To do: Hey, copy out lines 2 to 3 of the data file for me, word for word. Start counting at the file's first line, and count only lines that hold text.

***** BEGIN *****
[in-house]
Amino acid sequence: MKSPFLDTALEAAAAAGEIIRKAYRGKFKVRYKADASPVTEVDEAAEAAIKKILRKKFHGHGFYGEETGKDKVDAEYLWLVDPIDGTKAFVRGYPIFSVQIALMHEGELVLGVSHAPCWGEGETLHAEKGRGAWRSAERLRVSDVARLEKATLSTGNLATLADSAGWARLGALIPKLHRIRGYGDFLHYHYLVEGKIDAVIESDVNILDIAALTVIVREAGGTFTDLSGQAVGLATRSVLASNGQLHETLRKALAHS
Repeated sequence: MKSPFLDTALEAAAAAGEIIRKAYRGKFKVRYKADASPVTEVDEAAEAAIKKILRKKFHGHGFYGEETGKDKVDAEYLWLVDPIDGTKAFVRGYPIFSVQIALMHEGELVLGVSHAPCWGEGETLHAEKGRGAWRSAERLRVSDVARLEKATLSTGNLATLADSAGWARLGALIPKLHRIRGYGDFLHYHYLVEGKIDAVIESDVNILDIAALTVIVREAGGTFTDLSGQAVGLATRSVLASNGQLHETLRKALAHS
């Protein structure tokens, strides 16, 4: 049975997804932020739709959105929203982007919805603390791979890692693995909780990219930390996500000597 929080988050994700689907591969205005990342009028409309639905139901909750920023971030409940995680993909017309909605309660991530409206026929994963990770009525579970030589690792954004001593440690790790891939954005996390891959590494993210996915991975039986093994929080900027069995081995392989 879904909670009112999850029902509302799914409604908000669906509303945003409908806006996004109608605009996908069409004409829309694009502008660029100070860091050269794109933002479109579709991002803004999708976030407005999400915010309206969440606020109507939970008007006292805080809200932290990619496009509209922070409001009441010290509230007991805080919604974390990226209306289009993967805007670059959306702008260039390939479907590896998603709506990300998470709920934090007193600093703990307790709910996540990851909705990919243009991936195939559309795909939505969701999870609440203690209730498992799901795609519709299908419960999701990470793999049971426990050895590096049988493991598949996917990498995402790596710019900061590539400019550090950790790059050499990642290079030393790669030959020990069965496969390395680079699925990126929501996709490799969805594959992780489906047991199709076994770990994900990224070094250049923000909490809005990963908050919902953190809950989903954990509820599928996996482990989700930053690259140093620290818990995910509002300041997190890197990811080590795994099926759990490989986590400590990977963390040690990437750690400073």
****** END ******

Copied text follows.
Amino acid sequence: MKSPFLDTALEAAAAAGEIIRKAYRGKFKVRYKADASPVTEVDEAAEAAIKKILRKKFHGHGFYGEETGKDKVDAEYLWLVDPIDGTKAFVRGYPIFSVQIALMHEGELVLGVSHAPCWGEGETLHAEKGRGAWRSAERLRVSDVARLEKATLSTGNLATLADSAGWARLGALIPKLHRIRGYGDFLHYHYLVEGKIDAVIESDVNILDIAALTVIVREAGGTFTDLSGQAVGLATRSVLASNGQLHETLRKALAHS
Repeated sequence: MKSPFLDTALEAAAAAGEIIRKAYRGKFKVRYKADASPVTEVDEAAEAAIKKILRKKFHGHGFYGEETGKDKVDAEYLWLVDPIDGTKAFVRGYPIFSVQIALMHEGELVLGVSHAPCWGEGETLHAEKGRGAWRSAERLRVSDVARLEKATLSTGNLATLADSAGWARLGALIPKLHRIRGYGDFLHYHYLVEGKIDAVIESDVNILDIAALTVIVREAGGTFTDLSGQAVGLATRSVLASNGQLHETLRKALAHS